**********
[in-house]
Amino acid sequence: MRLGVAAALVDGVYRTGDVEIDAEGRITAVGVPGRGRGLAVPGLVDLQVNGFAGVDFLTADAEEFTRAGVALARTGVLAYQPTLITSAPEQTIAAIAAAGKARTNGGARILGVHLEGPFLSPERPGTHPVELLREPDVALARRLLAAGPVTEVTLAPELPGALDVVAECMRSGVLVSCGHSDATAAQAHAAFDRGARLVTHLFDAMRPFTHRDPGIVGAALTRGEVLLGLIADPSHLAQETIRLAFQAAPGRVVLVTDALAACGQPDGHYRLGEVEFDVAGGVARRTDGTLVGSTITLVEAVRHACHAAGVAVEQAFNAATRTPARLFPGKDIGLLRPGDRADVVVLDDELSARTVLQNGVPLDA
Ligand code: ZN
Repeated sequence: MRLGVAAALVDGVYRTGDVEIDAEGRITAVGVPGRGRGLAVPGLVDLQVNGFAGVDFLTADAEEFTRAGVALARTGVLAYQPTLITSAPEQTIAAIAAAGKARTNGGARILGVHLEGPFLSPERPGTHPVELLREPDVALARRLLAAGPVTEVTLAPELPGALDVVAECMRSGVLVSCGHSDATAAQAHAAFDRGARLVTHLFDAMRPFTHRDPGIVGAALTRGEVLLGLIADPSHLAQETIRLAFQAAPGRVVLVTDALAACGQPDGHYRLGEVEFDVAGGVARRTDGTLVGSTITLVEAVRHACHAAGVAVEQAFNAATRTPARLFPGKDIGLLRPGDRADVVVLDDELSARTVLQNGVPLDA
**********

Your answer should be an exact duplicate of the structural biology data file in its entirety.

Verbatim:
[in-house]
Amino acid sequence: MRLGVAAALVDGVYRTGDVEIDAEGRITAVGVPGRGRGLAVPGLVDLQVNGFAGVDFLTADAEEFTRAGVALARTGVLAYQPTLITSAPEQTIAAIAAAGKARTNGGARILGVHLEGPFLSPERPGTHPVELLREPDVALARRLLAAGPVTEVTLAPELPGALDVVAECMRSGVLVSCGHSDATAAQAHAAFDRGARLVTHLFDAMRPFTHRDPGIVGAALTRGEVLLGLIADPSHLAQETIRLAFQAAPGRVVLVTDALAACGQPDGHYRLGEVEFDVAGGVARRTDGTLVGSTITLVEAVRHACHAAGVAVEQAFNAATRTPARLFPGKDIGLLRPGDRADVVVLDDELSARTVLQNGVPLDA
Ligand code: ZN
Repeated sequence: MRLGVAAALVDGVYRTGDVEIDAEGRITAVGVPGRGRGLAVPGLVDLQVNGFAGVDFLTADAEEFTRAGVALARTGVLAYQPTLITSAPEQTIAAIAAAGKARTNGGARILGVHLEGPFLSPERPGTHPVELLREPDVALARRLLAAGPVTEVTLAPELPGALDVVAECMRSGVLVSCGHSDATAAQAHAAFDRGARLVTHLFDAMRPFTHRDPGIVGAALTRGEVLLGLIADPSHLAQETIRLAFQAAPGRVVLVTDALAACGQPDGHYRLGEVEFDVAGGVARRTDGTLVGSTITLVEAVRHACHAAGVAVEQAFNAATRTPARLFPGKDIGLLRPGDRADVVVLDDELSARTVLQNGVPLDA